How does the negation ~ operator work?
Posted 08 August 2006 - 05:28 AM
The output was -3.. How??
Posted 08 August 2006 - 05:43 AM
echo $b I'm assuming...
and I'm not positive but i think it returns the value of the -($a) - 1
Posted 08 August 2006 - 06:06 AM
in the php manual its given this way
~ $a Not : Bits that are set in $a are not set, and vice versa.
What does that mean??
Posted 08 August 2006 - 08:55 AM
If $a was 3, for example, its binary would be:
However, PHP uses signed integers, so we add 128 to it to make 131 which would be represented like so:
Then we make all 1's 0's and vice versa.
This is 124, if we subtract 128 from this we get -4, so we know that ~13=-4
Now we can try it for 13. 13+128=141.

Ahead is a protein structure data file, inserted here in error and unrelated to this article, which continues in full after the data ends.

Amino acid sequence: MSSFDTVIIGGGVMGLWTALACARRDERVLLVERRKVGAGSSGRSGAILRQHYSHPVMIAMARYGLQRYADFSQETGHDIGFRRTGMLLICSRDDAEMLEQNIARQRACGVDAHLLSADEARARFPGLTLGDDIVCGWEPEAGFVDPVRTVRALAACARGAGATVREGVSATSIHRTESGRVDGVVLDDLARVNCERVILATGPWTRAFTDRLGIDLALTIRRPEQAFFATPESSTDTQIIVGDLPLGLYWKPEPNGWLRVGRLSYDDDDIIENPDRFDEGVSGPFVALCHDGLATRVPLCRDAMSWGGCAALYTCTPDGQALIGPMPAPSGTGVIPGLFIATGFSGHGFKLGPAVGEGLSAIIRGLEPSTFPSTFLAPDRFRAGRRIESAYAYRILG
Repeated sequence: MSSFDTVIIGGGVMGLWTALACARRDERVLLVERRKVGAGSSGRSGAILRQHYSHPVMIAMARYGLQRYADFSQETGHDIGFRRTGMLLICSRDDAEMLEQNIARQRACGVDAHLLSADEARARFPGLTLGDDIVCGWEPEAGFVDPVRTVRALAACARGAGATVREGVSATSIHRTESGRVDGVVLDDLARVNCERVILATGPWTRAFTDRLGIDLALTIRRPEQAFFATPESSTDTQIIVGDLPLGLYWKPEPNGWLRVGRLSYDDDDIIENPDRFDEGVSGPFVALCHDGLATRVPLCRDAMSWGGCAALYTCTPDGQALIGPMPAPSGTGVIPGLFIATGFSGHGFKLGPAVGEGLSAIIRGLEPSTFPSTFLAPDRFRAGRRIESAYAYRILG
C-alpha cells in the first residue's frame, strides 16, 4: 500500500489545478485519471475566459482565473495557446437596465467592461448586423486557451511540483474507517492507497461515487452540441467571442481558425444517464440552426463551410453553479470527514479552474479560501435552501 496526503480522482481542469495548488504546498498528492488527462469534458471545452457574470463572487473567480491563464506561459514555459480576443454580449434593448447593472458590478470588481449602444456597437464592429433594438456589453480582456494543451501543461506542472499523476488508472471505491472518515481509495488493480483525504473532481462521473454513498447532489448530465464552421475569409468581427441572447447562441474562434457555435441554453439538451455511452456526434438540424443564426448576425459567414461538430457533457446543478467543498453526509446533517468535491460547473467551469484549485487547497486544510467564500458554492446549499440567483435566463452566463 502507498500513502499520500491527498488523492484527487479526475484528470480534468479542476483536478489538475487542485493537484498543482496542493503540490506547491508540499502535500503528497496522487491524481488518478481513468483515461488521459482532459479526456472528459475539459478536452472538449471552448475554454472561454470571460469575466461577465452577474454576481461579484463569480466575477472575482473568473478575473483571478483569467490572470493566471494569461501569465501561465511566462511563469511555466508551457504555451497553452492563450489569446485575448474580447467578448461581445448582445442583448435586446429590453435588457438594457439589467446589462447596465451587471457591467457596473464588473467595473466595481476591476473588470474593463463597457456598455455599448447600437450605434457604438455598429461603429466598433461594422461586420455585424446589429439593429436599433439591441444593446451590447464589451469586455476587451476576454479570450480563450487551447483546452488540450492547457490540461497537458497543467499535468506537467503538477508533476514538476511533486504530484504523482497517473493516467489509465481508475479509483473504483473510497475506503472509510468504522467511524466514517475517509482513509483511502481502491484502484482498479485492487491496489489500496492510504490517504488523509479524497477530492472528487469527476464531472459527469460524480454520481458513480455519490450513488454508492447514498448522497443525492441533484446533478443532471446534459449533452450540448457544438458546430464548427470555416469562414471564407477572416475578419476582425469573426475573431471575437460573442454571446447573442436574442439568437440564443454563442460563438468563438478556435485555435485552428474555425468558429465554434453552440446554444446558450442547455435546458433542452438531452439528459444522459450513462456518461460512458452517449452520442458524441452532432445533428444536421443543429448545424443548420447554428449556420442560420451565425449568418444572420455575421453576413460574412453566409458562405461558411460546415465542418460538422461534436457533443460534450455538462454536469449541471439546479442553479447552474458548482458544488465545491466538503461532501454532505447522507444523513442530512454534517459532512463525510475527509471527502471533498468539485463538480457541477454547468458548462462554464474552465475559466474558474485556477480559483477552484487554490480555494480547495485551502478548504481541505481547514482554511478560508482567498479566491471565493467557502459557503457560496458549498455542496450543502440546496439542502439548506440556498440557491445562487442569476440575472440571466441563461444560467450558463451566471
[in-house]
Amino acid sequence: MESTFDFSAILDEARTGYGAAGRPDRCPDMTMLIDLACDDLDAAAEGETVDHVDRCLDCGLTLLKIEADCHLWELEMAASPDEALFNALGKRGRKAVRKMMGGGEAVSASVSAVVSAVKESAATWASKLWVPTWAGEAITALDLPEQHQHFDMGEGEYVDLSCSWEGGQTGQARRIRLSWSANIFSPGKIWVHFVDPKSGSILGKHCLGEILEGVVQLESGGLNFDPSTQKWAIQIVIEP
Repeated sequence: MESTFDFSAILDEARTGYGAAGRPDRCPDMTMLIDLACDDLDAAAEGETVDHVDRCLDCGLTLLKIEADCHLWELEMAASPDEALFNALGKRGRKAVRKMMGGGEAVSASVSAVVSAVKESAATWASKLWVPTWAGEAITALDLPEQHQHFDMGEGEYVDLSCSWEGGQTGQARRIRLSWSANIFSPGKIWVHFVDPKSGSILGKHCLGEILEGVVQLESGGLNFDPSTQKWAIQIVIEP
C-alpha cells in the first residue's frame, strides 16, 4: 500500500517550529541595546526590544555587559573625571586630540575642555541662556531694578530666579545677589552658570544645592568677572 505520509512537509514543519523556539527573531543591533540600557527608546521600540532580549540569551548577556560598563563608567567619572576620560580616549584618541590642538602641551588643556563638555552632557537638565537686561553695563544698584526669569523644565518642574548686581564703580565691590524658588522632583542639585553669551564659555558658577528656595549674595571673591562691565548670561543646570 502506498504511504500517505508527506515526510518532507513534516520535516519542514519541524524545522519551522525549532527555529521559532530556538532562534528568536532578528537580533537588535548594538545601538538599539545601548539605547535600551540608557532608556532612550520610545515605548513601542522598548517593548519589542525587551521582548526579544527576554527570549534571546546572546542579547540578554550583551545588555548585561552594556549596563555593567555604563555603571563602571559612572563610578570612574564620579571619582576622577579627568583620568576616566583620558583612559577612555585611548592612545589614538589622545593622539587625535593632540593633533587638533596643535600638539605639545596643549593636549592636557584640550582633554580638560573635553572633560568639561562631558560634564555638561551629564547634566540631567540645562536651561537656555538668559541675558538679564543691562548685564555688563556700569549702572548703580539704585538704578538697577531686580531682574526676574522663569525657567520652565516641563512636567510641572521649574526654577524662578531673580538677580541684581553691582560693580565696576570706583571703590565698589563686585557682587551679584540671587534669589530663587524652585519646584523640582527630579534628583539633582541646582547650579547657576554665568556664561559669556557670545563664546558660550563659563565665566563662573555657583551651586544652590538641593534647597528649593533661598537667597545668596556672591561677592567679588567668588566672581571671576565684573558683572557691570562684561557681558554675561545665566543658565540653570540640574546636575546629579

Which is 114. 114-128=-14.
Therefore we can conclude that what corbin said is half correct. ~$a==-($a)-1 is true if you're starthing with a positive number, but it's ~$a==-($a)+1 if you're starting with a negative.
Posted 08 August 2006 - 09:51 AM
A signed 8 bit number can represent values from -128 through to +127. This is because 127 is 01111111. Adding one more makes it 10000000, which now represents -128, because it is taken to mean 128 - 256. The 8th bit is the sign bit, if it is 0 then the number is positive, if it is 1 then it's negative and represents the number - 256. So if $a is 2, 00000010 in binary, and you take the NOT of that number (~ means logical NOT, or XOR with 11111111) you get 11111101 which is 253. 253 - 256 is -3.
Posted 08 August 2006 - 10:18 AM
Posted 08 August 2006 - 10:23 AM
It will work for any size integer. If we're using 16 bit numbers, then a signed 16 bit number goes from -32768 to +32767, and this time we are subtracting 65536 which is 2 to the power 16.
Basically if you understand binary you will get it, if you don't you won't.
Posted 08 August 2006 - 10:35 AM
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